I still think you can get by without a tour, but don’t be in a rush, and look specifically for Rue Chouara. (Chouara is the name of the most famous tannery dating back to the 11th century.) Here you’ll find the businesses with men asking if you’d like to see the tanneries. My mistake was assuming they were asking us to sign up for a tour. Really, they just wanted us to go into their shop, to the roof, see the tanneries, and then have a look around their shop. No cost and no pressure to buy. When you agree to go in, they’ll give you some mint tea leaves for you to smell whenever the scent of the tanneries gets to be a bit much. (That smell, we were told, is actually bird poop — not the leather-making process.) You’ll get some history, they’ll answer questions, and then they might ask if you’d like to have a look at their store. If not, there’s really no pressure to pay, but do so if you enjoyed yourself.
Garden Jnan sbil
Walking in the Moroccan medinas, you might think there’s a serious lack of green space in the cities. While the medinas are certainly incredibly dense, fresh air can always be found outside of the medinas — particularly at the local gardens. In Fez, it’s Jnan sbil — another short walk from Riad Tahra & Spa. Arriving at the free, public grounds, I was pleased to find an overwhelming local crowd. Moroccan men and women were sitting around the water, chatting, or simply cutting through. Others on the younger side appeared to be on a class trip of sorts. As we walked around one group playing, a little girl ran up to us and said, “Bonjour!” She continued, asking where we were from before ending our brief exchange with a toothy smile. “Bienvenue au Maroc!” As adorable as she was, a cynical person might wonder if she were sent over by the local tourist board.
The Jewish Quarter
After Garden Jnan sbil, we continued south to the Jewish neighborhood and to have a look at Porte Palais Royale. It’s interesting to get an even better taste of local life since it didn’t appear that many tourists went this way. The streets were full of vendors, selling mostly clothes but some produce as well. Since tourists were fewer and further between (I think I counted less than five during all of our walking in the area), vendors were not at all aggressive about asking you to buy something as they were in the souks. It made me wonder how one makes the decision of presumably spending more to set up a stand in the more competitive but possibly more lucrative souks versus taking it easy with locals only in the Jewish Quarter.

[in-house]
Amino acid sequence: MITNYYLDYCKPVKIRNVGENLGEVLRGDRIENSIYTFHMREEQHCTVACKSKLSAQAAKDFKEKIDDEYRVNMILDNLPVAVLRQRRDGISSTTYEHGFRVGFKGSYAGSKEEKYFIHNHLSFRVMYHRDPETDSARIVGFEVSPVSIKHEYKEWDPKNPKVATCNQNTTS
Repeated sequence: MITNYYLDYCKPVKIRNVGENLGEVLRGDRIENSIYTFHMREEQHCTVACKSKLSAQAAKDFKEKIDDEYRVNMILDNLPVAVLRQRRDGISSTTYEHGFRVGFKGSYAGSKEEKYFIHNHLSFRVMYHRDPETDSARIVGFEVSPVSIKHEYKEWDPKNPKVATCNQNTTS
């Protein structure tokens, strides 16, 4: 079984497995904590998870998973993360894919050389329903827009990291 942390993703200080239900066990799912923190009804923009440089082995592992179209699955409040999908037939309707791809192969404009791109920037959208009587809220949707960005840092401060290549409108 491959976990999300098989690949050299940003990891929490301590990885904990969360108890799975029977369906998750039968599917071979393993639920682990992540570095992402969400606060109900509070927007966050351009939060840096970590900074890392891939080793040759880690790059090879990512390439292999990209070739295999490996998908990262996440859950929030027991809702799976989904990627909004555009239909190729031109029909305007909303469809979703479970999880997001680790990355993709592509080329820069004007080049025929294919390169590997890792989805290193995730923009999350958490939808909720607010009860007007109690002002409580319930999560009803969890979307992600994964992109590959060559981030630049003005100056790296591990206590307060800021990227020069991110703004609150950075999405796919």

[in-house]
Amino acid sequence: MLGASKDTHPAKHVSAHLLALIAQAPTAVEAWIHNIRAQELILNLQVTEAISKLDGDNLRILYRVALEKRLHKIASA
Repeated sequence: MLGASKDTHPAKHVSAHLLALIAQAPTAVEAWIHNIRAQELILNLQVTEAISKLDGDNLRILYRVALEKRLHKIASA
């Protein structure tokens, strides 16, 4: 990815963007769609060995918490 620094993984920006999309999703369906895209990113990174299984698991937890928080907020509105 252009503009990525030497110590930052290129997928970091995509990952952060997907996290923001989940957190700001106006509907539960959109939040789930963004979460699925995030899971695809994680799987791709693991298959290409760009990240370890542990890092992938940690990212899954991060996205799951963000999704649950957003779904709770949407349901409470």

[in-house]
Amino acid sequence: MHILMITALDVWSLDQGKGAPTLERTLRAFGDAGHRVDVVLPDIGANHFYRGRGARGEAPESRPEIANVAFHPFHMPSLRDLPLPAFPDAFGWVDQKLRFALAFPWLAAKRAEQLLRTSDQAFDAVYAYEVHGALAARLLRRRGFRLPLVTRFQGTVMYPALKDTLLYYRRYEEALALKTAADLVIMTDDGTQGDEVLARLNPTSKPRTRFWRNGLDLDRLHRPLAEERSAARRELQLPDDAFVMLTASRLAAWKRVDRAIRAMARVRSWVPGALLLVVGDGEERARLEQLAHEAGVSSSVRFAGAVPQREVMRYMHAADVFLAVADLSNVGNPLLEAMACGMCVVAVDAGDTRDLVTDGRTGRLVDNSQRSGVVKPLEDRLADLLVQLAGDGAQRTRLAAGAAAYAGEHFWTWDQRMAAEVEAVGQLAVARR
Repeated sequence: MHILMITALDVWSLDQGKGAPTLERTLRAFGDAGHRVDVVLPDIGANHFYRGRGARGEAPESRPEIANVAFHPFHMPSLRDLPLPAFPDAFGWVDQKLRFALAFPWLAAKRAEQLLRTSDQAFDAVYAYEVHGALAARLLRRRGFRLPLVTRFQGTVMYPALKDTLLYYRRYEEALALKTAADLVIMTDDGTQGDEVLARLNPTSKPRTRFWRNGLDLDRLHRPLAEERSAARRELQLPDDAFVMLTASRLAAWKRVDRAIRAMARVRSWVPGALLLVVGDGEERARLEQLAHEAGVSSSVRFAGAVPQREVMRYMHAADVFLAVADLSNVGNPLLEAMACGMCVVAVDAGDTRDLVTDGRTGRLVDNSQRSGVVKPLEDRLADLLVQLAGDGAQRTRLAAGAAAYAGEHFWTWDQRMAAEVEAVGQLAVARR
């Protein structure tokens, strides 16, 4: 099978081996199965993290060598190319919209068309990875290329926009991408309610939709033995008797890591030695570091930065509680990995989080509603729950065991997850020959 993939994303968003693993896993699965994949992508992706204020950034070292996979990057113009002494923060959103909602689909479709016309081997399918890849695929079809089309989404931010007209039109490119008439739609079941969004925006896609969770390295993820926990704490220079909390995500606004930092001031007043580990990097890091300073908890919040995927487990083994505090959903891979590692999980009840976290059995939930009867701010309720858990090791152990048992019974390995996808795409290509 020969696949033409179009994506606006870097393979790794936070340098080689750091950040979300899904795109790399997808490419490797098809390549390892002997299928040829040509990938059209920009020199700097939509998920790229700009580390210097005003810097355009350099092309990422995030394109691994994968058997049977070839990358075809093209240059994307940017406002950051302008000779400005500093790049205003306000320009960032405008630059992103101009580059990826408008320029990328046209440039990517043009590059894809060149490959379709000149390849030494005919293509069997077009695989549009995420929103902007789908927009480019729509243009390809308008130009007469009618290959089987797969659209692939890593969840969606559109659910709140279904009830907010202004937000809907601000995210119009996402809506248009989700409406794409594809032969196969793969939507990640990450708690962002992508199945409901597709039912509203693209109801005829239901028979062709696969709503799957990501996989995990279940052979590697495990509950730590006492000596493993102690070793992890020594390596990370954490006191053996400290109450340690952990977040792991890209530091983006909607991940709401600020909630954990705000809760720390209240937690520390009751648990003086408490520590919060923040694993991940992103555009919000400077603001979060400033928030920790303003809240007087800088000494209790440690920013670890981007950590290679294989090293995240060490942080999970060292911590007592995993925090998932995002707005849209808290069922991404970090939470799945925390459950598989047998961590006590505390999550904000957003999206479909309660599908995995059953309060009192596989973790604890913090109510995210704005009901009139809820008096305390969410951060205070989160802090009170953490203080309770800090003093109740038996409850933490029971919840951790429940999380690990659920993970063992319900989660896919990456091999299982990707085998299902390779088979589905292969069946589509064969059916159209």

Outside of the riad, we ate at Cafe Clock where they offered seating on several floors. We ate on the rooftop for fresh air and a view, but the floor beneath featured live music that we were a bit bummed to miss out on. The food, per usual at this point for Morocco, was delicious. You can get the usual Moroccan staples here of harira, tangines, and other tempting dishes. A personal highlight of Fez eating, though, was the street food. For dinner one night, wanting to save money, we opted to head back into the souks near Bab Boujloud. We found one stall with quite literally a hole in the wall that was outfitted with a television playing soccer and picnic-style benches for a few people to have a seat. The batch of locals eating there intrigued us, so we ordered two chicken sandwiches. Like the omelette sandwich in Marrakech, neither of us could believe how good this simple-looking concoction was. So much so, it was our last stop in Fez the next day, grabbing a quick lunch before hopping on the train to Meknes.
Where to Stay in Meknes
Riad Yacout is the exception to my riad rule in that they don’t usually stick out on the street. Sitting right on Place Lalla Aouda, you can spot the riad with comparative ease and even pull right up alongside the door in a cab. The riad was par for the course, though it had a more familiar hotel feeling than the riads in Marrakech and Fez. We received the typical mint tea welcoming (which by the end of the trip, I wished was a universal custom) and friendly conversation. This was the first place where the hostess didn’t appear to speak any English (though I didn’t press her to at all), so something to consider for anyone who’s a bit bashful of jumping into another language. Though if I could get by with my Spanish brain listening for similarities and interpreting her hands, then you shouldn’t have a thing to worry about.